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Physiol Rev. 1998 Oct;78(4):1087-108.

The new biology of gastrointestinal hormones.

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Department of Clinical Biochemistry, Rigshospitalet, University of Copenhagen, Denmark.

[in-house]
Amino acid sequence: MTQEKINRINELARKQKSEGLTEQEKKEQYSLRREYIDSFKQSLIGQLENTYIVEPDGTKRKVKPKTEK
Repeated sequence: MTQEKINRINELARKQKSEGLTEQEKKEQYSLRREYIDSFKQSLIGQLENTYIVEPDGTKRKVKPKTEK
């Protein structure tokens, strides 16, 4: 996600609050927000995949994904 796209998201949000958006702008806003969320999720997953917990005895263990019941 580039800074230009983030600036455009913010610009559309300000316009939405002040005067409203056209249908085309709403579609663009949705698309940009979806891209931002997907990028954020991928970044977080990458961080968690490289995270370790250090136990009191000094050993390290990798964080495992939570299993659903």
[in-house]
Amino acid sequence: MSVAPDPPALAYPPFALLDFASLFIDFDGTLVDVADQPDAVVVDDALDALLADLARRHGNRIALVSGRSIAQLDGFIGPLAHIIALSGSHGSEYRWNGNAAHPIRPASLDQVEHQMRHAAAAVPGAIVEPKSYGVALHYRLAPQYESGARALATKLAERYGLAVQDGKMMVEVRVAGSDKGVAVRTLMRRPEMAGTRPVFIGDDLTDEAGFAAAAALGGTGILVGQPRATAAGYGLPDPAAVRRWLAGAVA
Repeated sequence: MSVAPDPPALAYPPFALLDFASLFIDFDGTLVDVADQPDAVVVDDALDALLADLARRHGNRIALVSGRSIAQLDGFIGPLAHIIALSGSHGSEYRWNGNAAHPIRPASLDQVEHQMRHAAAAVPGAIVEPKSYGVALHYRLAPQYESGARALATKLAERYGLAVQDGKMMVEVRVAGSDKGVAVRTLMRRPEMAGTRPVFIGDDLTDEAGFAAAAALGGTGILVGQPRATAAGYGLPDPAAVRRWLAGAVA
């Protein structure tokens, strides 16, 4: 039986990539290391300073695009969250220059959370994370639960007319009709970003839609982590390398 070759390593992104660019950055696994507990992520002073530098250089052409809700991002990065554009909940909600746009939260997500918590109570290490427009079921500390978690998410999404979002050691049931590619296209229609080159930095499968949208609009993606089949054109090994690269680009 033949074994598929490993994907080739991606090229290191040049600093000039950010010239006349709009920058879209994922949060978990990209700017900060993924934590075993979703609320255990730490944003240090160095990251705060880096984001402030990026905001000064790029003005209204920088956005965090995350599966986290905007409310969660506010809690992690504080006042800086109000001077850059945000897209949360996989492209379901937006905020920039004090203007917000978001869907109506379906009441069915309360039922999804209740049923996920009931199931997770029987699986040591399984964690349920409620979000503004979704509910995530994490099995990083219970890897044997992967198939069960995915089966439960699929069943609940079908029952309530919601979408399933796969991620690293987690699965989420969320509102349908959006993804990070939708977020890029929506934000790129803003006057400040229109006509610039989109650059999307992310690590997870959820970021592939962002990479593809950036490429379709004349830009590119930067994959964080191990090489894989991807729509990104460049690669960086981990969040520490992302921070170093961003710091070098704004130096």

The classic concept of gastrointestinal endocrinology is that of a few peptides released to the circulation from endocrine cells, which are interspersed among other mucosal cells in the upper gastrointestinal tract. Today more than 30 peptide hormone genes are known to be expressed throughout the digestive tract, which makes the gut the largest endocrine organ in the body. Moreover, development in cell and molecular biology now makes it feasible to describe a new biology for gastrointestinal hormones based on five characteristics. 1) The structural homology groups the hormones into families, each of which is assumed to originate from a common ancestral gene. 2) The individual hormone gene is often expressed in multiple bioactive peptides due to tandem genes encoding different hormonal peptides, alternative splicing of the primary transcript, or differentiated processing of the primary translation product. By these mechanisms, more than 100 different hormonally active peptides are produced in the gastrointestinal tract. 3) In addition, gut hormone genes are widely expressed, also outside the gut. Some are expressed only in neuroendocrine cells, whereas others are expressed in a multitude of different cells, including cancer cells. 4) The different cell types often express different products of the same gene, "cell-specific expression." 5) Finally, gastrointestinal hormone-producing cells release the peptides in different ways, so the same peptide may act as an acute blood-borne hormone, as a local growth factor, as a neurotransmitter, and as a fertility factor. The new biology suggests that gastrointestinal hormones should be conceived as intercellular messengers of general physiological impact rather than as local regulators of the upper digestive tract.

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